Vitas has great competitive advantages primarily related to being in large metro markets where hospice penetration is still limited by the oversupply of healthcare service providers looking to ring the register on patients to the bitter end. Most serious competition comes from not-for-profits who act as a low bar for Vitas to measure themselves against. Government pricing policies which hurt Vitas, act to cripple the less efficient providers.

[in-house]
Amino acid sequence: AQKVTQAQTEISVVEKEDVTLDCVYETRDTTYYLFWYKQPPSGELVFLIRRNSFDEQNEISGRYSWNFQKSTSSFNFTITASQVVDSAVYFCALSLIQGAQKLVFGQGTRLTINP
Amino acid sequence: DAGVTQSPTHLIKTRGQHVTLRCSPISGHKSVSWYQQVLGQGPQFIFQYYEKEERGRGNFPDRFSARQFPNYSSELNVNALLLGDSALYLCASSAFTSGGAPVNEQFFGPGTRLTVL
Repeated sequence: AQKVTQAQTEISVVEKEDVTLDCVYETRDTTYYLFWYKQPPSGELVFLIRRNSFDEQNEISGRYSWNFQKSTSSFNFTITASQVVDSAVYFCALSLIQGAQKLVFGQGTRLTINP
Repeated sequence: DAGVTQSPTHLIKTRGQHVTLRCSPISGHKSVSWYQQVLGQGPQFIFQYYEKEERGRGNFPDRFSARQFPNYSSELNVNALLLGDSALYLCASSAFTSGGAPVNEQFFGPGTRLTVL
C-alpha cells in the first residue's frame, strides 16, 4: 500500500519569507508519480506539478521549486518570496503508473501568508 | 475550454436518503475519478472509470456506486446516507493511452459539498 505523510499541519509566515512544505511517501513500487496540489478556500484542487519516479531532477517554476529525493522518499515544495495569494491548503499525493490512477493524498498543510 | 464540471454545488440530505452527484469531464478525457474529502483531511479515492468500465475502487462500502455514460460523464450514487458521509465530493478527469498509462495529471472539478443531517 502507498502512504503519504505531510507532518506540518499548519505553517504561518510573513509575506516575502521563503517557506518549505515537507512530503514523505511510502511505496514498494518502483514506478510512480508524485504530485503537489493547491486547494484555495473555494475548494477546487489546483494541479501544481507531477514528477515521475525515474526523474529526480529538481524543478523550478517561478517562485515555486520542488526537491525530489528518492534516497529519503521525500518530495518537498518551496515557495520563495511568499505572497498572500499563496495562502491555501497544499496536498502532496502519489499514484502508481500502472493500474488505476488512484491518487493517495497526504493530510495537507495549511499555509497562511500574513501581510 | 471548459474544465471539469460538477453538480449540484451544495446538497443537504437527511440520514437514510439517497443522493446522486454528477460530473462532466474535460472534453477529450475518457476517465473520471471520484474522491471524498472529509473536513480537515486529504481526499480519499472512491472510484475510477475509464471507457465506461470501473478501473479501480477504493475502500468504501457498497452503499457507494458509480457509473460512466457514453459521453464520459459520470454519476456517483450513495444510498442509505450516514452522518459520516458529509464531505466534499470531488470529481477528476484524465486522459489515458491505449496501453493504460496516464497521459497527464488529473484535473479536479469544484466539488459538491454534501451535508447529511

Thus while Vitas may muddle through and look good in their legacy markets, acquisitions have been a disaster. Most notably in Phoenix where they ended giving the program back to the ex-owner. I believe the Alabama acquisition was their last...a horribly over-served hospice market, where "surprisingly" management couldn't get it to work. These deals were especially at risk of Medicare Cap, which blind-sided management. So I agree with you Free...any capital returned to shareholders is well used. Especially given the poor IR practices of the Cinci "brain trust", better to have the enhanced cushion of reducing shares to meet EPS expectations. At this junction, what CHE most needs is that the DOJ settlement will be a small draw on cash resources and provide us with a short squeeze on those share repurchases.